Sharks possess DNA-stabilizing genes

By SHIRLEY MARINO LEE | March 7, 2019

LAURA WOLF/CC BY 2.0 Genome stability in sharks mean similar research could be done on humans.

An international team of researchers from institutions in the United States, Russia and Portugal recently achieved the feat of decoding the great white shark’s entire genome. 

After doing so, the team proceeded to compare the great white’s genome to that of other species such as whale sharks and humans. 

The researchers found the great white’s genome to be one and a half times larger than the human genome, but their most surprising finding was the presence of DNA sequence changes that are linked with a greater ability to maintain genome stability and consequently prevent the occurrence of cancer. The team identified these DNA sequence changes in genes that are known to minimize the damage sustained by DNA. In humans, the occurrence of cancer is tied to a decreased ability to maintain a stable genome because of DNA’s inability to minimize damage throughout the lifespan. 

Mahmood Shivji, one of the co-directors of the study and director of Nova Southeastern University’s Save Our Seas Foundation Shark Research Center as well as Guy Harvey Research Institute, shared the results of his team’s findings. 

“Not only were there a surprisingly high number of genome stability genes that contained these adaptive changes, but there was also an enrichment of several of these genes, highlighting the importance of this genetic fine-tuning in the white shark,” Shivji said in a recent press release.

The team also found a large proportion of transposons known as LINEs that were present in the great white shark’s genome, which is one of the largest found to date in vertebrates.

Michael Stanhope, the other director of the study from Cornell University College of Veterinary Medicine, elaborated on the potential function of LINEs in the genome.

“These LINEs are known to cause genome instability by creating double stranded breaks in DNA. It’s plausible that this proliferation of LINEs in the white shark genome could represent a strong selective agent for the evolution of efficient DNA repair mechanisms, and is reflected in the positive selection and enrichment of so many genome stability genes,” Stanhope said in a press release.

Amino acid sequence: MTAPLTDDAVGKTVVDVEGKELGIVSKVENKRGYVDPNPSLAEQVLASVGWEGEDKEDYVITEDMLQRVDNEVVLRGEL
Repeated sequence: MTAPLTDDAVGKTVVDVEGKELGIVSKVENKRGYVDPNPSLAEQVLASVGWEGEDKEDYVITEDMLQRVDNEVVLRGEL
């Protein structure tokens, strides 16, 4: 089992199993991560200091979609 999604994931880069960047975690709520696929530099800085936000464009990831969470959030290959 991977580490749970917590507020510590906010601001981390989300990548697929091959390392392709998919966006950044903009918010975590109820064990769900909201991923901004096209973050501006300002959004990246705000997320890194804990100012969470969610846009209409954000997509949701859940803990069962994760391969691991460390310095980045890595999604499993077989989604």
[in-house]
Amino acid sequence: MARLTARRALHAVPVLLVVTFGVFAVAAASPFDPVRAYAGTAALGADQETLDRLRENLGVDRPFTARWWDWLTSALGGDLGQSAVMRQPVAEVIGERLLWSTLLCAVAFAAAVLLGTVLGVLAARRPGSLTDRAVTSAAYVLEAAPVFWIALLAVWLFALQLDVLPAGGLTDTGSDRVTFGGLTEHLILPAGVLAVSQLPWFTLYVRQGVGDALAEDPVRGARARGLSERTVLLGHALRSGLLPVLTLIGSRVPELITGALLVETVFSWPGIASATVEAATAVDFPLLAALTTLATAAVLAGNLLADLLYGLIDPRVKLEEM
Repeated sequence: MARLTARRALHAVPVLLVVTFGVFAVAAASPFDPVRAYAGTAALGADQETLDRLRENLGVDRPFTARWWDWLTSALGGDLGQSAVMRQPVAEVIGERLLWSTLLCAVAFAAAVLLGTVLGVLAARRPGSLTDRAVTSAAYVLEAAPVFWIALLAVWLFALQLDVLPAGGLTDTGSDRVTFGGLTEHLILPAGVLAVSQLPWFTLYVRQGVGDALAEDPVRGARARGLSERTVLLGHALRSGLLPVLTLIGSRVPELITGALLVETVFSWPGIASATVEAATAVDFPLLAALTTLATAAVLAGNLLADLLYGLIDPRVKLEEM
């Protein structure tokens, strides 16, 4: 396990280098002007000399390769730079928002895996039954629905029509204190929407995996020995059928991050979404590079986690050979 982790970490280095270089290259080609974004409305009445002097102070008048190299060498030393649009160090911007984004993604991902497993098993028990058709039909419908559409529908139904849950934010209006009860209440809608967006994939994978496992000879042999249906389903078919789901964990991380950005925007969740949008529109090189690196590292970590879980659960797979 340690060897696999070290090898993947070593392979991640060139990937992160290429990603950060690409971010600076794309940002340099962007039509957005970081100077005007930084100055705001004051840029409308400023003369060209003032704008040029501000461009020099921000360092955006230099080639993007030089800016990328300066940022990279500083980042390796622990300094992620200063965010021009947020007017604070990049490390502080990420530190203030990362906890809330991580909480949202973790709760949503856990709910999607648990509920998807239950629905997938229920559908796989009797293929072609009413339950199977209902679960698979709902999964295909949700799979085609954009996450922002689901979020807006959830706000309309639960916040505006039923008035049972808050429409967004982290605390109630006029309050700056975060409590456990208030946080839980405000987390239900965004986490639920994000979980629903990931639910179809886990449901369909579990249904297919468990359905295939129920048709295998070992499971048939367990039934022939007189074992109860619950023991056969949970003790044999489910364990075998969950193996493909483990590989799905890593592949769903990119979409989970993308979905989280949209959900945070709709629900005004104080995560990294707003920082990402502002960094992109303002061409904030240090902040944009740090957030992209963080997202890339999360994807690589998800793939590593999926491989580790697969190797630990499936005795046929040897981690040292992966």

Previous research has indicated that within a species, an increase in body size and lifespan contribute to a higher risk of developing cancer. However, the analysis of the great white shark’s genome and its comparison to the whale shark’s genome suggests that this is not a rule that holds across species. The whale shark’s genome was also found to have the cancer-preventing genes found in the great white shark’s genome, which suggests that these creatures have developed adaptations to reduce their risk of cancer and support their large bodies and long lifespans.

Salvador Jorgensen, a senior research scientist at the Monterey Bay Aquarium and co-author of the study, talked about the implications of decoding the white shark’s genome.

“Decoding the white shark genome is providing science with a new set of keys to unlock lingering mysteries about these feared and misunderstood predators — why sharks have thrived for some 500 million years, longer than almost any vertebrate on earth,” Jorgensen said in a press release.

In addition to the cancer-preventing genes found in the great white shark, genes contributing to rapid wound healing were also found. 

“We found positive selection and gene content enrichments involving several genes tied to some of the most fundamental pathways in wound healing, including in a key blood clotting gene,” Stanhope said. “These adaptations involving wound healing genes may underlie the vaunted ability of sharks to heal efficiently from even large wounds.”

Researchers believe that further investigation of this newly decoded genome might hold valuable information that could be translated into efforts to create similar cancer-preventing mechanism in humans. 

“Genome instability is a very important issue in many serious human diseases; now we find that nature has developed clever strategies to maintain the stability of genomes in these large-bodied, long-lived sharks,” Shivji said. “There’s still tons to be learned from these evolutionary marvels, including information that will potentially be useful to fight cancer and age-related diseases, and improve wound healing treatments in humans, as we uncover how these animals do it.”

Additionally, the researchers in this study hope that the discovery of the value in the great white shark’s genome might motivate people to support the preservation of this species in years to come. 

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